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DTRA contributes to historic Ebola vaccine effort

Air Force Staff Sgt. Lee Nembhard, an aeromedical evacuation technician assigned to the 375th Aeromedical Evacuation Squadron from Scott Air Force Base, Illinois, straps a simulated Ebola patient to a litter during a Transport Isolation System training exercise at Joint Base Charleston, South Carolina. (U.S. Air Force photo by Senior Airman Megan Munoz) Air Force Staff Sgt. Lee Nembhard, an aeromedical evacuation technician assigned to the 375th Aeromedical Evacuation Squadron from Scott Air Force Base, Illinois, straps a simulated Ebola patient to a litter during a Transport Isolation System training exercise at Joint Base Charleston, South Carolina. (U.S. Air Force photo by Senior Airman Megan Munoz)

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Immunization Healthcare | Immunizations | Global Emerging Infections Surveillance | Global Health Engagement | Global Health Engagement

FORT BELVOIR, Va. — The team of researchers and program managers at the Defense Threat Reduction Agency (DTRA) that has worked to counter the threat of the Ebola Virus Disease (EVD) welcomed the announcement of the U.S. Food and Drug Administration’s (FDA) approval of the vaccine, Ervebo ®, to the pharmaceutical company Merck & Co., Inc., December 19, 2019.

The approval of the vaccine represents the culmination of nearly two decades of efforts by a host of teams from across the public and private sectors such as DTRA and Merck, international partners in North America, Europe and Africa, and non-governmental and international organizations. The World Health Organization (WHO) describes EVD as a rare but severe hemorrhagic fever. EVD has killed thousands over the course of outbreaks, primarily in sub-Saharan Africa, since it first appeared in the 1970s.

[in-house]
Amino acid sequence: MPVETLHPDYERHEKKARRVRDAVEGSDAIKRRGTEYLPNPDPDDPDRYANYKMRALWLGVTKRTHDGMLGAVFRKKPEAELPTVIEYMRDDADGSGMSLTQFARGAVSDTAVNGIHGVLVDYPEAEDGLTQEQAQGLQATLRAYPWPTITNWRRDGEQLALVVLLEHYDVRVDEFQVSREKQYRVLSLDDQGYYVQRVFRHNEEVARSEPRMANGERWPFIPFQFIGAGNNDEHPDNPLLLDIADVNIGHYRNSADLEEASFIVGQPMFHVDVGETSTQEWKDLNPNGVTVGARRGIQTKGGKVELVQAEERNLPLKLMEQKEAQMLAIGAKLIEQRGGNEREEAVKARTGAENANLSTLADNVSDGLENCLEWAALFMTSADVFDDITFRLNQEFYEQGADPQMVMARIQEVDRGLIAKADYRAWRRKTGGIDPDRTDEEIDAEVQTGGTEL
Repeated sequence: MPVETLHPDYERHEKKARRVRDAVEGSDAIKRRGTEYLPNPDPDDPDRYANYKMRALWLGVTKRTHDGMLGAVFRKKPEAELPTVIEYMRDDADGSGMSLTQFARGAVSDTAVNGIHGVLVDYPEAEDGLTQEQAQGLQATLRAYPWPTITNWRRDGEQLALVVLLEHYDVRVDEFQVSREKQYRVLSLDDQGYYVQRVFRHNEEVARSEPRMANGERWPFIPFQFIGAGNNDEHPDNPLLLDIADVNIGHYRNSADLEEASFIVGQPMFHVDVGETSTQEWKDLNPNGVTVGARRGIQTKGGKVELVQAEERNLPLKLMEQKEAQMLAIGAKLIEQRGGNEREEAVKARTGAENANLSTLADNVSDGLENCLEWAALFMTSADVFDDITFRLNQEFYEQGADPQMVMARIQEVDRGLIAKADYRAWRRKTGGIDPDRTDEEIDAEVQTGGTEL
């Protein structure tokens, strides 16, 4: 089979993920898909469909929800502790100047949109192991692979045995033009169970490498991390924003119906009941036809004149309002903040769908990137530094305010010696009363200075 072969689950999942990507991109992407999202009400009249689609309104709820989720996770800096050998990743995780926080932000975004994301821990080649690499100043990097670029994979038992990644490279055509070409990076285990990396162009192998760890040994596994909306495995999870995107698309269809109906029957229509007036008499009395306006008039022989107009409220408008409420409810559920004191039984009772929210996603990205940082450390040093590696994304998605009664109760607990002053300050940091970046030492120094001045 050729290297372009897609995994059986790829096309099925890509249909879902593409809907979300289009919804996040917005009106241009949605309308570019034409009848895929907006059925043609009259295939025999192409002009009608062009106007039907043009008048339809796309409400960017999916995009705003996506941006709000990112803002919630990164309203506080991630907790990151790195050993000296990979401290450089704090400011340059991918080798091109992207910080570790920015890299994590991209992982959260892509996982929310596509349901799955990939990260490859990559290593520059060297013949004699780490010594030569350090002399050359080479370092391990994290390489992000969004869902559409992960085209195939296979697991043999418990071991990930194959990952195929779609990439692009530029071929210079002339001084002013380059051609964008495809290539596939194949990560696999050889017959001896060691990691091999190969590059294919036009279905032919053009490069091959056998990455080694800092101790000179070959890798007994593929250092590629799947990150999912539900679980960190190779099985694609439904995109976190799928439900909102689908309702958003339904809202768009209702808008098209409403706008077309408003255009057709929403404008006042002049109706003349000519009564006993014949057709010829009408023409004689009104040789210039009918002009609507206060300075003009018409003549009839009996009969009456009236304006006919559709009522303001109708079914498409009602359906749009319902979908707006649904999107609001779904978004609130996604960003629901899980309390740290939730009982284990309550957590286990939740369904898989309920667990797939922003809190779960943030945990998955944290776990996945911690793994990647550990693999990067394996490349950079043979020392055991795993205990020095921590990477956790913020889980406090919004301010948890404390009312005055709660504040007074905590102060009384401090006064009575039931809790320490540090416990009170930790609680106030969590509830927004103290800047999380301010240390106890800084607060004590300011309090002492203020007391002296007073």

DTRA, a Department of Defense combat support agency that identifies and combats biological threats as part of its mission to counter weapons of mass destruction (WMD), began its work on the vaccine in 2014 during an especially deadly outbreak in West Africa. The outbreak made clear the danger EVD posed to U.S. national security interests abroad, as well as to the U.S. domestic population in the event of a pandemic. To counter the threat, DTRA quickly initiated a strategy to get a vaccine approved. The combat support agency coordinated a series of investment efforts and partnerships to deliver a baseline platform for a viable vaccine candidate to mitigate the spread of the deadly disease.

“DTRA’s agile contracting, and well-placed contacts throughout government, academia, and industry allowed DTRA to form partnerships and guide development of this vaccine from the early stages of development, through crucial preclinical, and critical phase 1 clinical safety trials to the actual phase 2 clinical efficacy trial that demonstrated effectiveness of this vaccine during the outbreak,” said L. Revell Phillips Ph.D., a member of DTRA’s research and development team.

DTRA’s pioneering approach started with a contract to BioProtection Systems, a small biotech company. DTRA and BioProtection Systems partnered with Public Health Agency Canada, who began developing the vaccine in 2001, to accelerate its development. With these three teams working together, the vaccine progressed to a series of nonclinical and clinical studies conducted at the U.S. Army Medical Research Institute of Infectious Disease (USAMRIID) and Walter Reed Army Institute of Research (WRAIR) defense laboratories.